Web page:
Less than a decade ago, the world united around the Paris Agreement on climate change. Since then, countries have introduced scores of laws, policies, and pledges to reduce emissions. At the same time, there has been rapid progress in developing low-carbon technologies, and the costs of these technologies have tumbled.
However, as the IPCC’s most recent report lays bare, the world is still not on track to hold global warming well below 2°C above pre-industrial levels, let alone 1.5°C. Despite good intentions, the availability of financing and clean technologies, and many economic synergies, one large obstacle remains: the political economy. Socio-economic, political, and institutional circumstances mean that implementing climate action can seem impossible.
Despite good intentions, the availability of financing and clean technologies, and many economic synergies, one large obstacle remains: the political economy.
And yet, there are many countries where climate policies have been successfully implemented. Today, 23 percent of global GHG emissions are covered by carbon pricing schemes, yielding governments with almost $100 billion in annual revenues. From Colombia’s action on green building and Peru’s investments in low-carbon urban transit to Egypt’s reform of energy prices and India’s progress in solar power, a large number of policies that reduce emissions have been implemented.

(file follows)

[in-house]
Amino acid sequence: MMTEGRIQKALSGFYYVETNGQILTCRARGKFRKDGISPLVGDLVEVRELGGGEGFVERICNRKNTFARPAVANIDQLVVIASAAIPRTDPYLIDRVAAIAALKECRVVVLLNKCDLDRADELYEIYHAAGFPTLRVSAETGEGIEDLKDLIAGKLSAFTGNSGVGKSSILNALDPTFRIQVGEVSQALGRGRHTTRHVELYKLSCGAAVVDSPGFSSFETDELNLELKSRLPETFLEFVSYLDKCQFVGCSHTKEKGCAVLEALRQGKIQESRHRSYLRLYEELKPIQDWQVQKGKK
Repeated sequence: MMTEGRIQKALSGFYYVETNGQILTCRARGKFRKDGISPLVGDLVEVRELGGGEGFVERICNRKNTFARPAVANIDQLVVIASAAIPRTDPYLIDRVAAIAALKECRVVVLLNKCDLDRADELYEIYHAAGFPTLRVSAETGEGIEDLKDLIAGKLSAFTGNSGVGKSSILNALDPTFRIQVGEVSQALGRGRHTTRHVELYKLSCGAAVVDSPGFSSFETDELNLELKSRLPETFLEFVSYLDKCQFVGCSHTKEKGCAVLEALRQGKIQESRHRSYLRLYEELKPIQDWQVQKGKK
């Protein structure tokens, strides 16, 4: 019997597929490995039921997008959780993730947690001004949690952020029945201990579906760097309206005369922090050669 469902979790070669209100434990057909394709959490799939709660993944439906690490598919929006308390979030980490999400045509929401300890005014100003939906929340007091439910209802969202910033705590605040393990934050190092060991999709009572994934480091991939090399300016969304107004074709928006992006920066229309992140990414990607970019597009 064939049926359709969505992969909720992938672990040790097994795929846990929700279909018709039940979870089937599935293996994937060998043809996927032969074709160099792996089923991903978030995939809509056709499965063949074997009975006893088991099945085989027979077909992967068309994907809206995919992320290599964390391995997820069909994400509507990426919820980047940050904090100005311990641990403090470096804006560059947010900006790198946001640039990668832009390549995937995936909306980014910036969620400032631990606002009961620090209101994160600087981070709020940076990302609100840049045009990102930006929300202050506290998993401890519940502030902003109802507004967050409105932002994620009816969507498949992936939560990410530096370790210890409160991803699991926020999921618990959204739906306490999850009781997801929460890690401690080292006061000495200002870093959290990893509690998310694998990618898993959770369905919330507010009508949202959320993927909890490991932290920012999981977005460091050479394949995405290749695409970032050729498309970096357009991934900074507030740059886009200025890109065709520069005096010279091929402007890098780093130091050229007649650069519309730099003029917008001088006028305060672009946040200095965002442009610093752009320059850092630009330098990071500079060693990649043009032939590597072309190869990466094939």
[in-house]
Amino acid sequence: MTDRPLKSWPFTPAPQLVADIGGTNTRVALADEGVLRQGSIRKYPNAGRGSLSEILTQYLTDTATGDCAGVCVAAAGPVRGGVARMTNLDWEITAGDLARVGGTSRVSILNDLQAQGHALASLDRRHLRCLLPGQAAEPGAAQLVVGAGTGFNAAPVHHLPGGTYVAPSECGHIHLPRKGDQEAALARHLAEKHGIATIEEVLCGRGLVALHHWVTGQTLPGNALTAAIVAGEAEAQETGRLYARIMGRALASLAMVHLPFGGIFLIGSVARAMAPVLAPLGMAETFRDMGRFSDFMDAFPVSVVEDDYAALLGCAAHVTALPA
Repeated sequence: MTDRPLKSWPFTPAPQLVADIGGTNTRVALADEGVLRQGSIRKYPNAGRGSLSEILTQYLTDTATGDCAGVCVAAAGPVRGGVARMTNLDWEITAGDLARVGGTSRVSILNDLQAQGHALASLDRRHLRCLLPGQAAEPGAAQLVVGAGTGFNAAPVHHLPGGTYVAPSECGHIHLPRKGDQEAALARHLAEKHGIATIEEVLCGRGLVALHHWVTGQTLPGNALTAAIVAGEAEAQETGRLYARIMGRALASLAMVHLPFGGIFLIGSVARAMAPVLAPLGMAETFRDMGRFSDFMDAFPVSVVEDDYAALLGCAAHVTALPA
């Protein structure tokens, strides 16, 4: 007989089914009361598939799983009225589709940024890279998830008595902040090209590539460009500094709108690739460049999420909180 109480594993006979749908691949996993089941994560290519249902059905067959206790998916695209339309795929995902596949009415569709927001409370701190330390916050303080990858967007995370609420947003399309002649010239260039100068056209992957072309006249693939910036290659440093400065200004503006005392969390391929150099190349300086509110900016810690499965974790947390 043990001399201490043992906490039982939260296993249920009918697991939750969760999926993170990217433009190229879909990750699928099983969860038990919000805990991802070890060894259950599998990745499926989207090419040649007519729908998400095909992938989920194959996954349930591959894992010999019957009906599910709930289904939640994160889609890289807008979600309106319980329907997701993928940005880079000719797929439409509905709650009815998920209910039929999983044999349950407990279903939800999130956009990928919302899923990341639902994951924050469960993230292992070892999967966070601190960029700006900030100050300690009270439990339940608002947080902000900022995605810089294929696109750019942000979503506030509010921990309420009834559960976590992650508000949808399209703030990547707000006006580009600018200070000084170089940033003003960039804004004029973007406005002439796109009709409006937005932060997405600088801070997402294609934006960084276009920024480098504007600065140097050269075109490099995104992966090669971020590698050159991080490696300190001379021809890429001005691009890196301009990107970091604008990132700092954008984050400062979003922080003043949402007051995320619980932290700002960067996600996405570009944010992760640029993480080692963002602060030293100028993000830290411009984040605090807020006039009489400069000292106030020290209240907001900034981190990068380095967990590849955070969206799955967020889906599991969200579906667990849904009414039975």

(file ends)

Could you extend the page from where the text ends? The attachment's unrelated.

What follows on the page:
However, social tensions are undoubtedly creating setbacks for climate action, and the reasons are not always predictable. For example, in 2005 Indonesia successfully reformed fossil fuel subsidies, but when France attempted to increase its carbon tax in 2018 there were protests in the streets. However, while local contexts differ, there are common underlying characteristics that can help us understand examples of successful and unsuccessful climate action.
A new book from the World Bank - Within Reach: Navigating the Political Economy of Decarbonization - analyzes the dynamics of the political economy underlying real climate policies to better understand what is going on and why. It makes clear that political economy barriers can be overcome, and impactful climate action is possible. But it requires a strategic and dynamic approach.
Political economy barriers can be overcome, and impactful climate action is possible. But it requires a strategic and dynamic approach.